Yesterday morning I saw a sight that made me ill to see and that is a Barn Owl hung up on a barb wire fence on the south side of the Centennial Valley. I’ve never seen a Barn Owl here before and both range maps I checked said they are rare to this area so to see one in such a predicament was shocking and gut wrenching. I could see that the owl was alive and then it moved some.
As soon as we saw it Ron and I stopped, took a few images and then hurried over to where the Barn Owl was to try to get it untangled from the barb wire. I hoped it would be easy to get the owl free but it wasn’t. We knew we had to be careful for the owl and for us. We both had gloves so that helped and we had a few tools. The wire cutters were dull though and it made it very hard to cut through the barbed wire. I held the owl’s feet and talons while Ron tried to cut that damn wire. We probably spent 45 minutes trying to get it free and when we did there was still a 9 to 12 inch section of barbed wire attached to the owl’s wing. We wrapped the owl in a towel to see if we could get that section out without hurting the owl any more than it already was. All that time the owl opened its bill but did not attempt to bite either of us though it did get a good grip on Ron’s glove. I can’t get over how light the owl was while I was holding it away from the wire cutters.
We figured at that point we would wrap the owl up and head to where we could get a cell signal to try and locate a rescue or rehab group and take the owl to them. We would have driven any where at that point to save the owl.
We noticed a car was coming from the east and when it slowed down and stopped it was so amazing that it was Bill West, the manger of Red Rock Lakes National Wildlife Refuge!
There could not have been a better person to show up on that lonely stretch of road than Bill with his wealth of experience. Ron and Bill were able to remove the wire from the Barn Owl’s wing and then we wrapped the owl up in Bill’s jacket. Bill had been heading to Dillon for a meeting but he said he guessed his plans had changed. He took the owl and headed towards I-15 and said when he got a cell signal he would send someone from the refuge to repair the fence.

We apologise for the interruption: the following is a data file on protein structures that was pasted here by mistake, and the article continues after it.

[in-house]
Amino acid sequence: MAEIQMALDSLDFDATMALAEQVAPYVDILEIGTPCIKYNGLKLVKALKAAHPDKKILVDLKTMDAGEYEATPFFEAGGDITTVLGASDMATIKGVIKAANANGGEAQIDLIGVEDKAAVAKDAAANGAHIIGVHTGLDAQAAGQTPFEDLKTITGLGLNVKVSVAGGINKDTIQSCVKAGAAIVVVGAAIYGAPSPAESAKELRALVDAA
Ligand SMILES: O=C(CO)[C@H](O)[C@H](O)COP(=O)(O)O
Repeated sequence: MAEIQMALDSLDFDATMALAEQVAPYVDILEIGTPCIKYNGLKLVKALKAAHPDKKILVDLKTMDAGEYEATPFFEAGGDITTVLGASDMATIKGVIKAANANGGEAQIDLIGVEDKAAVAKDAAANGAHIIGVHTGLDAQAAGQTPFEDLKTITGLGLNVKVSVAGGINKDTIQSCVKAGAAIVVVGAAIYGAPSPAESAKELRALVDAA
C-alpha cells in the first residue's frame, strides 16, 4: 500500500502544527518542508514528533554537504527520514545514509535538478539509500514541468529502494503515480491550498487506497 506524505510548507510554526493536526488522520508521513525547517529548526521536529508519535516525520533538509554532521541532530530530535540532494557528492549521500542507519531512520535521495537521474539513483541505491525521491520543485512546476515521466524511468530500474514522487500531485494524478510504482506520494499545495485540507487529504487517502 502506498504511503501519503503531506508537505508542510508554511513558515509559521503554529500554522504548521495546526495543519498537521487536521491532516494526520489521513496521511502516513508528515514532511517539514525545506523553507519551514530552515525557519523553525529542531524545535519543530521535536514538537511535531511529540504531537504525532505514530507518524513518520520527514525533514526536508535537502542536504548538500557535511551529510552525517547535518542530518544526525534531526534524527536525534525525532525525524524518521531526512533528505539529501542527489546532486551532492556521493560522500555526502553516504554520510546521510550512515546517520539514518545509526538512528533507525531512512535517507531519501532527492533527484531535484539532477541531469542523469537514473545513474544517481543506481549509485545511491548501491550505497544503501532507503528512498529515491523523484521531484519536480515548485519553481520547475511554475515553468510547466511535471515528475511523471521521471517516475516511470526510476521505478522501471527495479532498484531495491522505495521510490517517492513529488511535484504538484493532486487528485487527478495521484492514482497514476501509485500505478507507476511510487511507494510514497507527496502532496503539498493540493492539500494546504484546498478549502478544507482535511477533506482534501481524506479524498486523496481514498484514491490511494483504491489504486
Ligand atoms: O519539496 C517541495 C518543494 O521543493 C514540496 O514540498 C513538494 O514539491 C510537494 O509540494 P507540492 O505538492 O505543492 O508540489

Later in the day we found out that Bill was going to turn the owl over to the Humane Society in Dillon who would then drive up and meet the people from the Montana Raptor Conservation Center in Whitehall who then took it to Bozeman.
After rescuing the owl from the barb wire all I could think about was the owl and how I hoped it would make it. It was so amazing to see a Barn Owl that close, to hold it and see into those ebony eyes. But the circumstances made me want to cry.
This makes two owls I have seen hung up on barb wire, a Burrowing Owl in Utah and the Barn Owl here in Montana plus I once saw a bat caught up in barb wire in the Centennial Valley too. Can I say LOUD enough that I hate barb wire?
You just never know what you will see when you are out taking photos of birds. I’m glad Ron and I found the Barn Owl, we just hope it survives the trauma and lives. Hopefully we will find out that it did and if we do we will update everyone on the Barn Owl’s progress.
Life is good. It can also be sad and perplexing but still good.
*The Barn Owl was rehabilitated and released on September 30 near the Lower Lake at Red Rock Lakes National Wildlife Refuge. Happy ending!